Below the soil–atmosphere interface layer, karstification at the soil–rock interface consumes CO2 and drives the downward migration of CO2 [9]. This process may also have caused slow declines in CO2 concentration at the bottom profile of the calcareous soil, resulting in a less pronounced bidirectional gradient than in the red soil profile. The δ13C-CO2 in calcareous soil became heavier: both the CO2 concentration and its isotopes of calcareous soil show a bidirectional gradient due to the contribution from karstification, so a significant positive correlation arose between the CO2 concentration and its isotopes (Figure 8). However, this was not the case in the red soil profile.

4.3. Source–Sink Effect of Karst Soil Carbon Pools

In this study, the dissolution rate of the carbonate tablet in the red soil was found to be 1.93 times that of the calcareous soil (Table 2); however, soil CO2 concentration and soil respiration rates were not as high (1.16 and 1.42 times, respectively, for NKP1 versus KP1), possibly due to a lower soil pH in the red soil affecting the rate of soil organic matter decomposition and erosion by soil microorganisms [30].
Influenced by soil temperature, water, soil CO2, soil organic matter and pH, in addition to soil pores and other conditions [31], the dissolution rate of carbonate tablets in the soil in forests in karst areas in southwest China vary widely, ranging from 1.99 mg cm−2 a−1 in Yaji, Guilin, Guangxi [24], to 357.93 mg m−2 d−1 (13.06 mg cm−2 a−1) in Dalongdong, Hunan [32]. The corresponding value obtained in our study is in the middle of these (Table 2), which can be considered as a better representative. The dissolution rate of carbonate tablets in the air is mainly controlled by the concentration of atmospheric CO2 and rainfall intensity [18], and the difference between the data in this study (Table 2) and that from Jinfo Mountain, Chongqing, (21.4 t km−2 a−1 = 2.14 mg cm−2 a−1) [18] is not large.
According to Table 2, CO2 recovery accounts for 0.64% of the soil carbon source for calcareous soil. It is clear, then, that although karstification is an active weathering process, decomposition of soil organic matter and associated CO2 respiratory emissions dominate the transport and cycling of carbon in the soil system. Thus, karstification and its impact on the carbon cycle represent an Earth-surface carbon transfer process.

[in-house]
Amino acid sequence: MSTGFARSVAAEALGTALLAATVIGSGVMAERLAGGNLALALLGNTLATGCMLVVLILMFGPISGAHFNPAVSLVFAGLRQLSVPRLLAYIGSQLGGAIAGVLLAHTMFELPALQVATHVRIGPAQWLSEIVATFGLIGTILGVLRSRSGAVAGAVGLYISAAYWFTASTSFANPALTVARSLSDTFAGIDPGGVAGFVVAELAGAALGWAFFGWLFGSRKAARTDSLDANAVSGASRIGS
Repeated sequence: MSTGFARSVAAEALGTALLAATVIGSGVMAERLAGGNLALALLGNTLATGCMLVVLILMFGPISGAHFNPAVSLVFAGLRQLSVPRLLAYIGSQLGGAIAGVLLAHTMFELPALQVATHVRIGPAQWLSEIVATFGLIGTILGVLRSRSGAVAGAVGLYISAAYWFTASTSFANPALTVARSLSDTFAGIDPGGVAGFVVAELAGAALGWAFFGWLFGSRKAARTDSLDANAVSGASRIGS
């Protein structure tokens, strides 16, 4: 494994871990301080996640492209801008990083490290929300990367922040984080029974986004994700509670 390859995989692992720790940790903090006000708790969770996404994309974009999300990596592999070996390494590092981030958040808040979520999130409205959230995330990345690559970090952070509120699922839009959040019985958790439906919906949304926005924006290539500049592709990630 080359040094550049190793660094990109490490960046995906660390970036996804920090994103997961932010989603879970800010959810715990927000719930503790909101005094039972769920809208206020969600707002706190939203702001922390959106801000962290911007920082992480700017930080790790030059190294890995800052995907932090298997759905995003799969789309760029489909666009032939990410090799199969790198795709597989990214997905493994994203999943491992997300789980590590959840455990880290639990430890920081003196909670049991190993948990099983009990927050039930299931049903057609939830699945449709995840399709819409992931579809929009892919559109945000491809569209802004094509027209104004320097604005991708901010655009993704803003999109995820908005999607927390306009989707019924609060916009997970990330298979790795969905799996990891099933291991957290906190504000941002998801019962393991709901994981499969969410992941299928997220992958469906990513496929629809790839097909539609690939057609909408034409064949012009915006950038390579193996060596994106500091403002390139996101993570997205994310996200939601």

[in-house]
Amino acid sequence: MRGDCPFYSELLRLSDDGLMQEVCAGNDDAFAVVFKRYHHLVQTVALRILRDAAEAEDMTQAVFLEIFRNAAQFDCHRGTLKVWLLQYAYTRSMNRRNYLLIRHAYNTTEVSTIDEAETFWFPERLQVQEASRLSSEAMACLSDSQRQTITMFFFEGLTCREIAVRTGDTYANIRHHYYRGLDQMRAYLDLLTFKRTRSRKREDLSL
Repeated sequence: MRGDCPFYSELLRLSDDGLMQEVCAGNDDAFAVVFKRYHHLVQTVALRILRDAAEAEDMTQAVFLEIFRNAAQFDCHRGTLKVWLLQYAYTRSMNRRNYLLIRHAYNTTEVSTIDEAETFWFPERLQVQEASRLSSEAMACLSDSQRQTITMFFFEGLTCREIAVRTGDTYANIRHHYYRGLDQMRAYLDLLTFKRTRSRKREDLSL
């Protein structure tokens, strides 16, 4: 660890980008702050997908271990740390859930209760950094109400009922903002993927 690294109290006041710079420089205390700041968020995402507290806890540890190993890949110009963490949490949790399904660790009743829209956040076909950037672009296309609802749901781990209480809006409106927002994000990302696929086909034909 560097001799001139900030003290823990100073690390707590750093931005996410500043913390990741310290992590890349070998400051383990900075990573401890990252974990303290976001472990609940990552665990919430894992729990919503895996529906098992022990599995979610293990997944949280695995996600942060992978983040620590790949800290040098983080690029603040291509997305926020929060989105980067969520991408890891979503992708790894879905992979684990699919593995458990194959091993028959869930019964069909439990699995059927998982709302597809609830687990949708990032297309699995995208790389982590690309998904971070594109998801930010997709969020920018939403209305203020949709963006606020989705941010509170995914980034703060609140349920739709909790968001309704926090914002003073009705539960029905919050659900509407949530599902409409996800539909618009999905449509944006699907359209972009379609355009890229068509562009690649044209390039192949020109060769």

Although the carbon source of calcareous soil was 1.12 times that of red soil, its carbon sink effect is 11.97 times that of red soil, suggesting that karst soil contributes greatly to the reduction of atmospheric CO2. Nonetheless, the dissolution rate of carbonate tablets in the air could be indicative of the carbonate rock dissolution rate in bare karst areas, which is only 0.35 times that of calcareous soil. However, due to the wide distribution of bare karst in southwest China, its carbon sink potentiality cannot be ignored. The high carbonate dissolution rate in red soil also indicated the huge carbon sink potential of zonal red soil-intercalated carbonate rocks.

5. Conclusions

The CO2 concentrations in calcareous and red soil layers exhibited bidirectional responses to soil depth. The influence of the soil–atmosphere interface on CO2 exchange extended to a depth of 50–60 cm, where CO2 concentration increased with depth; below this, CO2 concentration decreases with depth and is mainly controlled by organic matter decomposition.
Soil δ13C-CO2 in the two soils was controlled by CO2 exchange at the soil–atmosphere interface and downward—where isotopes become lighter with depths of 50–60 cm; beyond this, δ13C-CO2 gradually became heavier in calcareous soil layers, being mainly controlled by karstification. The CO2 in the red clastic soils was derived from organic matter with stable isotopes, and so δ13C-CO2 values were stable at depths >50–60 cm. The overall average of δ13C-CO2 was 0.87‰ heavier in calcareous soils than red soils.
There were also bidirectional differences evident in the dissolution rates of carbonate rock in the two contrasting soils. The rates in the calcareous soil and red soil were 7.20 ± 2.11 and 13.88 ± 5.42 mg cm−2 a−1, and, thus, almost half as low (48% lower) in calcareous soil.